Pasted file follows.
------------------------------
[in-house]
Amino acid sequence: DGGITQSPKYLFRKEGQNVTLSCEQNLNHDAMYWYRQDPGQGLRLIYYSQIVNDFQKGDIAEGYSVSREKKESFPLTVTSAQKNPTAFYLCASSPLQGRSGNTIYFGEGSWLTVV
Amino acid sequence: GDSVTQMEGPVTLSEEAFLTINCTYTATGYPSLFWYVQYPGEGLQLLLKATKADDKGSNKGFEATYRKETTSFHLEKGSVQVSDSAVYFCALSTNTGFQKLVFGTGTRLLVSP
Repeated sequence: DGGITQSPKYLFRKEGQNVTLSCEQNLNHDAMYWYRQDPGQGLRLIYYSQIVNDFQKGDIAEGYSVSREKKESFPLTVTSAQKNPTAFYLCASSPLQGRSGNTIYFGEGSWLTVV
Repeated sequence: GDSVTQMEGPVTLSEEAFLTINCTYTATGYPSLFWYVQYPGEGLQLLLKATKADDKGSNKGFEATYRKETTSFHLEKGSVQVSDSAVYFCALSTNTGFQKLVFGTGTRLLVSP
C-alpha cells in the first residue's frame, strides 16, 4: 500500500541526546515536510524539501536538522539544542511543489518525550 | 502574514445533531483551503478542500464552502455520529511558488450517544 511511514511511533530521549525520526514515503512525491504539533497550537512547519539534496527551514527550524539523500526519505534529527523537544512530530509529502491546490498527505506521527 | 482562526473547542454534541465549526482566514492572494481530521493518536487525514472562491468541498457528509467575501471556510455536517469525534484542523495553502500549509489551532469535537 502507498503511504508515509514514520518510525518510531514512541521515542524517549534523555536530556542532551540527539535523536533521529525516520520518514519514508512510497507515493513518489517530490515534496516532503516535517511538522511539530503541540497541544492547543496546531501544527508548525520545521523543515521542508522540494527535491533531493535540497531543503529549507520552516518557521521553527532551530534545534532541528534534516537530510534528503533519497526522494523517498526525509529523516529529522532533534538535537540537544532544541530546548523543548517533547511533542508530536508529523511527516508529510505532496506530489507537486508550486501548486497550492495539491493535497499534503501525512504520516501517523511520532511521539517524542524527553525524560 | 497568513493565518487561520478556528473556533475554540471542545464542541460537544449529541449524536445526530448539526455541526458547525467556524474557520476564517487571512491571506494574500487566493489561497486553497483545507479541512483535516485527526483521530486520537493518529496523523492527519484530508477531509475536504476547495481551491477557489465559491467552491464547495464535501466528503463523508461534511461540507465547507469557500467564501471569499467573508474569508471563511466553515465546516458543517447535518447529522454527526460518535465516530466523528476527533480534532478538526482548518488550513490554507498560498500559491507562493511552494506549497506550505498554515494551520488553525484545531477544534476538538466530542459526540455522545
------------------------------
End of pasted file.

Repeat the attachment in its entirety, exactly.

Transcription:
[in-house]
Amino acid sequence: DGGITQSPKYLFRKEGQNVTLSCEQNLNHDAMYWYRQDPGQGLRLIYYSQIVNDFQKGDIAEGYSVSREKKESFPLTVTSAQKNPTAFYLCASSPLQGRSGNTIYFGEGSWLTVV
Amino acid sequence: GDSVTQMEGPVTLSEEAFLTINCTYTATGYPSLFWYVQYPGEGLQLLLKATKADDKGSNKGFEATYRKETTSFHLEKGSVQVSDSAVYFCALSTNTGFQKLVFGTGTRLLVSP
Repeated sequence: DGGITQSPKYLFRKEGQNVTLSCEQNLNHDAMYWYRQDPGQGLRLIYYSQIVNDFQKGDIAEGYSVSREKKESFPLTVTSAQKNPTAFYLCASSPLQGRSGNTIYFGEGSWLTVV
Repeated sequence: GDSVTQMEGPVTLSEEAFLTINCTYTATGYPSLFWYVQYPGEGLQLLLKATKADDKGSNKGFEATYRKETTSFHLEKGSVQVSDSAVYFCALSTNTGFQKLVFGTGTRLLVSP
C-alpha cells in the first residue's frame, strides 16, 4: 500500500541526546515536510524539501536538522539544542511543489518525550 | 502574514445533531483551503478542500464552502455520529511558488450517544 511511514511511533530521549525520526514515503512525491504539533497550537512547519539534496527551514527550524539523500526519505534529527523537544512530530509529502491546490498527505506521527 | 482562526473547542454534541465549526482566514492572494481530521493518536487525514472562491468541498457528509467575501471556510455536517469525534484542523495553502500549509489551532469535537 502507498503511504508515509514514520518510525518510531514512541521515542524517549534523555536530556542532551540527539535523536533521529525516520520518514519514508512510497507515493513518489517530490515534496516532503516535517511538522511539530503541540497541544492547543496546531501544527508548525520545521523543515521542508522540494527535491533531493535540497531543503529549507520552516518557521521553527532551530534545534532541528534534516537530510534528503533519497526522494523517498526525509529523516529529522532533534538535537540537544532544541530546548523543548517533547511533542508530536508529523511527516508529510505532496506530489507537486508550486501548486497550492495539491493535497499534503501525512504520516501517523511520532511521539517524542524527553525524560 | 497568513493565518487561520478556528473556533475554540471542545464542541460537544449529541449524536445526530448539526455541526458547525467556524474557520476564517487571512491571506494574500487566493489561497486553497483545507479541512483535516485527526483521530486520537493518529496523523492527519484530508477531509475536504476547495481551491477557489465559491467552491464547495464535501466528503463523508461534511461540507465547507469557500467564501471569499467573508474569508471563511466553515465546516458543517447535518447529522454527526460518535465516530466523528476527533480534532478538526482548518488550513490554507498560498500559491507562493511552494506549497506550505498554515494551520488553525484545531477544534476538538466530542459526540455522545